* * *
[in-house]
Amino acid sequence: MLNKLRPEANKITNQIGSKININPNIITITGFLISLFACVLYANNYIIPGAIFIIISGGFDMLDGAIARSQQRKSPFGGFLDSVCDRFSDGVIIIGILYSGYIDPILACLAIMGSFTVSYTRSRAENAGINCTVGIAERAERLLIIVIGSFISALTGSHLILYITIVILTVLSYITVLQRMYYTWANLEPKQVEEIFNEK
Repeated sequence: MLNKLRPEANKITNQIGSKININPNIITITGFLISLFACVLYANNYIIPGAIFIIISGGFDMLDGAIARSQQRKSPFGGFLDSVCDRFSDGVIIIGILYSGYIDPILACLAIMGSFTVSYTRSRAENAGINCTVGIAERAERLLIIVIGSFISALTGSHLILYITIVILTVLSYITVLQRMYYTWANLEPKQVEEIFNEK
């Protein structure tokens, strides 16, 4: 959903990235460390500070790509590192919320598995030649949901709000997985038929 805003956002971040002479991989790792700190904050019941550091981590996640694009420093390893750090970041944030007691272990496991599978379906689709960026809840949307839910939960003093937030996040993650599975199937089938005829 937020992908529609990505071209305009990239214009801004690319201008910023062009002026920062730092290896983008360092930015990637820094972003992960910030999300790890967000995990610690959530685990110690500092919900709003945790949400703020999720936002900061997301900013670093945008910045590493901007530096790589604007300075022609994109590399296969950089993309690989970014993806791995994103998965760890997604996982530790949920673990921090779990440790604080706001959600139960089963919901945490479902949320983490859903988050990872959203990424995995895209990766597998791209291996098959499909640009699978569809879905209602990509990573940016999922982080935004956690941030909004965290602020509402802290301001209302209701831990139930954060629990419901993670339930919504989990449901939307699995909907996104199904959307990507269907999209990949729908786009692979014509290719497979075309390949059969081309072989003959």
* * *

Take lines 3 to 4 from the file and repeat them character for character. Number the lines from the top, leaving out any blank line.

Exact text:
Repeated sequence: MLNKLRPEANKITNQIGSKININPNIITITGFLISLFACVLYANNYIIPGAIFIIISGGFDMLDGAIARSQQRKSPFGGFLDSVCDRFSDGVIIIGILYSGYIDPILACLAIMGSFTVSYTRSRAENAGINCTVGIAERAERLLIIVIGSFISALTGSHLILYITIVILTVLSYITVLQRMYYTWANLEPKQVEEIFNEK
């Protein structure tokens, strides 16, 4: 959903990235460390500070790509590192919320598995030649949901709000997985038929 805003956002971040002479991989790792700190904050019941550091981590996640694009420093390893750090970041944030007691272990496991599978379906689709960026809840949307839910939960003093937030996040993650599975199937089938005829 937020992908529609990505071209305009990239214009801004690319201008910023062009002026920062730092290896983008360092930015990637820094972003992960910030999300790890967000995990610690959530685990110690500092919900709003945790949400703020999720936002900061997301900013670093945008910045590493901007530096790589604007300075022609994109590399296969950089993309690989970014993806791995994103998965760890997604996982530790949920673990921090779990440790604080706001959600139960089963919901945490479902949320983490859903988050990872959203990424995995895209990766597998791209291996098959499909640009699978569809879905209602990509990573940016999922982080935004956690941030909004965290602020509402802290301001209302209701831990139930954060629990419901993670339930919504989990449901939307699995909907996104199904959307990507269907999209990949729908786009692979014509290719497979075309390949059969081309072989003959």